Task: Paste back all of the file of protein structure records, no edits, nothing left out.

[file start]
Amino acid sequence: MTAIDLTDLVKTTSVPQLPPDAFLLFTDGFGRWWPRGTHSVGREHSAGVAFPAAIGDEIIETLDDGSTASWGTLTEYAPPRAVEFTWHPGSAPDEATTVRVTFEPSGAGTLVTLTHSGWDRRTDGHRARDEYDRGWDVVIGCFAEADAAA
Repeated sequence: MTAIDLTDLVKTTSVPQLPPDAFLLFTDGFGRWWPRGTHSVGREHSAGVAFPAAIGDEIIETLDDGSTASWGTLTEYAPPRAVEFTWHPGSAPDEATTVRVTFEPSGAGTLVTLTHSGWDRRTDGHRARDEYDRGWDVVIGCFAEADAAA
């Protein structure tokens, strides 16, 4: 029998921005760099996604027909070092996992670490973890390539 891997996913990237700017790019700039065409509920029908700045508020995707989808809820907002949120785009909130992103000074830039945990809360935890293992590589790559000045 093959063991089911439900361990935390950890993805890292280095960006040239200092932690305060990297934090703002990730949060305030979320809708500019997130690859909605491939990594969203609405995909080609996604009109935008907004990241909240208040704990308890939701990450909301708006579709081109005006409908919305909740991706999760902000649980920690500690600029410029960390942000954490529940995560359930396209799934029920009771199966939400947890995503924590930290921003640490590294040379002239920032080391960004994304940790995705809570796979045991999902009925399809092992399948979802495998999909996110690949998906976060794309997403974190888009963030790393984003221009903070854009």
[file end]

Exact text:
Amino acid sequence: MTAIDLTDLVKTTSVPQLPPDAFLLFTDGFGRWWPRGTHSVGREHSAGVAFPAAIGDEIIETLDDGSTASWGTLTEYAPPRAVEFTWHPGSAPDEATTVRVTFEPSGAGTLVTLTHSGWDRRTDGHRARDEYDRGWDVVIGCFAEADAAA
Repeated sequence: MTAIDLTDLVKTTSVPQLPPDAFLLFTDGFGRWWPRGTHSVGREHSAGVAFPAAIGDEIIETLDDGSTASWGTLTEYAPPRAVEFTWHPGSAPDEATTVRVTFEPSGAGTLVTLTHSGWDRRTDGHRARDEYDRGWDVVIGCFAEADAAA
């Protein structure tokens, strides 16, 4: 029998921005760099996604027909070092996992670490973890390539 891997996913990237700017790019700039065409509920029908700045508020995707989808809820907002949120785009909130992103000074830039945990809360935890293992590589790559000045 093959063991089911439900361990935390950890993805890292280095960006040239200092932690305060990297934090703002990730949060305030979320809708500019997130690859909605491939990594969203609405995909080609996604009109935008907004990241909240208040704990308890939701990450909301708006579709081109005006409908919305909740991706999760902000649980920690500690600029410029960390942000954490529940995560359930396209799934029920009771199966939400947890995503924590930290921003640490590294040379002239920032080391960004994304940790995705809570796979045991999902009925399809092992399948979802495998999909996110690949998906976060794309997403974190888009963030790393984003221009903070854009």